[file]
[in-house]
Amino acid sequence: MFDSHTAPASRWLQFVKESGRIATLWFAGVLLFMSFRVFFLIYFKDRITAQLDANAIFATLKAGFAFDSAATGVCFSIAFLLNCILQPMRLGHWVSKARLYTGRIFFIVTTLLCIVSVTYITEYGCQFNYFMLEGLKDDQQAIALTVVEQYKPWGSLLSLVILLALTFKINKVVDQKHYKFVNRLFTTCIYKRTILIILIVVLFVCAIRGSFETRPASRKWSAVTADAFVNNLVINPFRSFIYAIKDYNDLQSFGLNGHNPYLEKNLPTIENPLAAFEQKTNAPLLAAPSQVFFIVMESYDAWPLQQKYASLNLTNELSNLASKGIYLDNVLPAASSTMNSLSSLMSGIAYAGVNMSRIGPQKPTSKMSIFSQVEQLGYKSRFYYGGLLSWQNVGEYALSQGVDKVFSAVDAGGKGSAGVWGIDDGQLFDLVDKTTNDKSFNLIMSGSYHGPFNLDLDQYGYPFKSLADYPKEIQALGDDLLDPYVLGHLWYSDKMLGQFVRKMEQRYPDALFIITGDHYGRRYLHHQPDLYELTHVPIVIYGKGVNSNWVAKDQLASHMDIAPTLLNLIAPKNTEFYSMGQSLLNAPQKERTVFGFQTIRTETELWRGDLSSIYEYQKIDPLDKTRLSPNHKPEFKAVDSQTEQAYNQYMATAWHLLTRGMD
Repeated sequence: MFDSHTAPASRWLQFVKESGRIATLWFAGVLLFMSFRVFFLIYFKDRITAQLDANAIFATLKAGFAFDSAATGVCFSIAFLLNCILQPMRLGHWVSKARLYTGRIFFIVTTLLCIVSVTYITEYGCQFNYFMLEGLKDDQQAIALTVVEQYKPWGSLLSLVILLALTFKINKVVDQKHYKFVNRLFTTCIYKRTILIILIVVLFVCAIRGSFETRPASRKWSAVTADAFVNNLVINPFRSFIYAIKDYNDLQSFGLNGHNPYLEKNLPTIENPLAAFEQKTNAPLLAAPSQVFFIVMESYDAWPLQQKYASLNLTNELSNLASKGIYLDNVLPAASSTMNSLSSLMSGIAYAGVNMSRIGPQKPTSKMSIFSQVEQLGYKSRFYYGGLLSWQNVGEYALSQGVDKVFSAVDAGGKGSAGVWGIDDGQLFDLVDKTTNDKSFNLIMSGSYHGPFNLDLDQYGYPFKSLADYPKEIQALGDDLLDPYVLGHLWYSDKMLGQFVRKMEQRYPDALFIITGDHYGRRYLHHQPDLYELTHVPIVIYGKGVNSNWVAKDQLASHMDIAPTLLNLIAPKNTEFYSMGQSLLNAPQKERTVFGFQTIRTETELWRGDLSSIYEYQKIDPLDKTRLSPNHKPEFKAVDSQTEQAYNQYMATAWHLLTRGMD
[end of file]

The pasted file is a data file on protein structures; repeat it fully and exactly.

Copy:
[in-house]
Amino acid sequence: MFDSHTAPASRWLQFVKESGRIATLWFAGVLLFMSFRVFFLIYFKDRITAQLDANAIFATLKAGFAFDSAATGVCFSIAFLLNCILQPMRLGHWVSKARLYTGRIFFIVTTLLCIVSVTYITEYGCQFNYFMLEGLKDDQQAIALTVVEQYKPWGSLLSLVILLALTFKINKVVDQKHYKFVNRLFTTCIYKRTILIILIVVLFVCAIRGSFETRPASRKWSAVTADAFVNNLVINPFRSFIYAIKDYNDLQSFGLNGHNPYLEKNLPTIENPLAAFEQKTNAPLLAAPSQVFFIVMESYDAWPLQQKYASLNLTNELSNLASKGIYLDNVLPAASSTMNSLSSLMSGIAYAGVNMSRIGPQKPTSKMSIFSQVEQLGYKSRFYYGGLLSWQNVGEYALSQGVDKVFSAVDAGGKGSAGVWGIDDGQLFDLVDKTTNDKSFNLIMSGSYHGPFNLDLDQYGYPFKSLADYPKEIQALGDDLLDPYVLGHLWYSDKMLGQFVRKMEQRYPDALFIITGDHYGRRYLHHQPDLYELTHVPIVIYGKGVNSNWVAKDQLASHMDIAPTLLNLIAPKNTEFYSMGQSLLNAPQKERTVFGFQTIRTETELWRGDLSSIYEYQKIDPLDKTRLSPNHKPEFKAVDSQTEQAYNQYMATAWHLLTRGMD
Repeated sequence: MFDSHTAPASRWLQFVKESGRIATLWFAGVLLFMSFRVFFLIYFKDRITAQLDANAIFATLKAGFAFDSAATGVCFSIAFLLNCILQPMRLGHWVSKARLYTGRIFFIVTTLLCIVSVTYITEYGCQFNYFMLEGLKDDQQAIALTVVEQYKPWGSLLSLVILLALTFKINKVVDQKHYKFVNRLFTTCIYKRTILIILIVVLFVCAIRGSFETRPASRKWSAVTADAFVNNLVINPFRSFIYAIKDYNDLQSFGLNGHNPYLEKNLPTIENPLAAFEQKTNAPLLAAPSQVFFIVMESYDAWPLQQKYASLNLTNELSNLASKGIYLDNVLPAASSTMNSLSSLMSGIAYAGVNMSRIGPQKPTSKMSIFSQVEQLGYKSRFYYGGLLSWQNVGEYALSQGVDKVFSAVDAGGKGSAGVWGIDDGQLFDLVDKTTNDKSFNLIMSGSYHGPFNLDLDQYGYPFKSLADYPKEIQALGDDLLDPYVLGHLWYSDKMLGQFVRKMEQRYPDALFIITGDHYGRRYLHHQPDLYELTHVPIVIYGKGVNSNWVAKDQLASHMDIAPTLLNLIAPKNTEFYSMGQSLLNAPQKERTVFGFQTIRTETELWRGDLSSIYEYQKIDPLDKTRLSPNHKPEFKAVDSQTEQAYNQYMATAWHLLTRGMD